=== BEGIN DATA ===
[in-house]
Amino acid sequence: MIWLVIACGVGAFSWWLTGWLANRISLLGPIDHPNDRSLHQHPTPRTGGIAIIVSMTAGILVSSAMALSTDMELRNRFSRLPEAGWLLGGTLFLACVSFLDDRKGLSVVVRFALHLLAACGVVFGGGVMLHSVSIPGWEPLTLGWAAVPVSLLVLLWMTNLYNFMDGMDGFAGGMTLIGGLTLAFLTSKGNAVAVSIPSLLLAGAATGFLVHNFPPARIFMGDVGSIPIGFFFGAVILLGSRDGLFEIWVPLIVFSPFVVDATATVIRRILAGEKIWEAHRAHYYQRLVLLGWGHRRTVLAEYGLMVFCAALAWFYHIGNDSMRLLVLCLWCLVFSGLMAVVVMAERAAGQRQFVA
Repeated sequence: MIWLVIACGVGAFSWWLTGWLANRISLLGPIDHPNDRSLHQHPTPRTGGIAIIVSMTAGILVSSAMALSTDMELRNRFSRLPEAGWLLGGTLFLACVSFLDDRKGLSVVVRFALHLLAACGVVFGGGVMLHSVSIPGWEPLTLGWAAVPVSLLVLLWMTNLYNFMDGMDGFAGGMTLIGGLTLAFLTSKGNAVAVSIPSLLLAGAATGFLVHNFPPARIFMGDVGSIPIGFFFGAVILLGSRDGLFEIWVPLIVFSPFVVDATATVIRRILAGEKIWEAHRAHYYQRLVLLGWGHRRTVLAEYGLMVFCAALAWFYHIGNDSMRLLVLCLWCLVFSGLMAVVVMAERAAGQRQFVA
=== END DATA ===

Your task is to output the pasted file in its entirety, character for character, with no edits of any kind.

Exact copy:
[in-house]
Amino acid sequence: MIWLVIACGVGAFSWWLTGWLANRISLLGPIDHPNDRSLHQHPTPRTGGIAIIVSMTAGILVSSAMALSTDMELRNRFSRLPEAGWLLGGTLFLACVSFLDDRKGLSVVVRFALHLLAACGVVFGGGVMLHSVSIPGWEPLTLGWAAVPVSLLVLLWMTNLYNFMDGMDGFAGGMTLIGGLTLAFLTSKGNAVAVSIPSLLLAGAATGFLVHNFPPARIFMGDVGSIPIGFFFGAVILLGSRDGLFEIWVPLIVFSPFVVDATATVIRRILAGEKIWEAHRAHYYQRLVLLGWGHRRTVLAEYGLMVFCAALAWFYHIGNDSMRLLVLCLWCLVFSGLMAVVVMAERAAGQRQFVA
Repeated sequence: MIWLVIACGVGAFSWWLTGWLANRISLLGPIDHPNDRSLHQHPTPRTGGIAIIVSMTAGILVSSAMALSTDMELRNRFSRLPEAGWLLGGTLFLACVSFLDDRKGLSVVVRFALHLLAACGVVFGGGVMLHSVSIPGWEPLTLGWAAVPVSLLVLLWMTNLYNFMDGMDGFAGGMTLIGGLTLAFLTSKGNAVAVSIPSLLLAGAATGFLVHNFPPARIFMGDVGSIPIGFFFGAVILLGSRDGLFEIWVPLIVFSPFVVDATATVIRRILAGEKIWEAHRAHYYQRLVLLGWGHRRTVLAEYGLMVFCAALAWFYHIGNDSMRLLVLCLWCLVFSGLMAVVVMAERAAGQRQFVA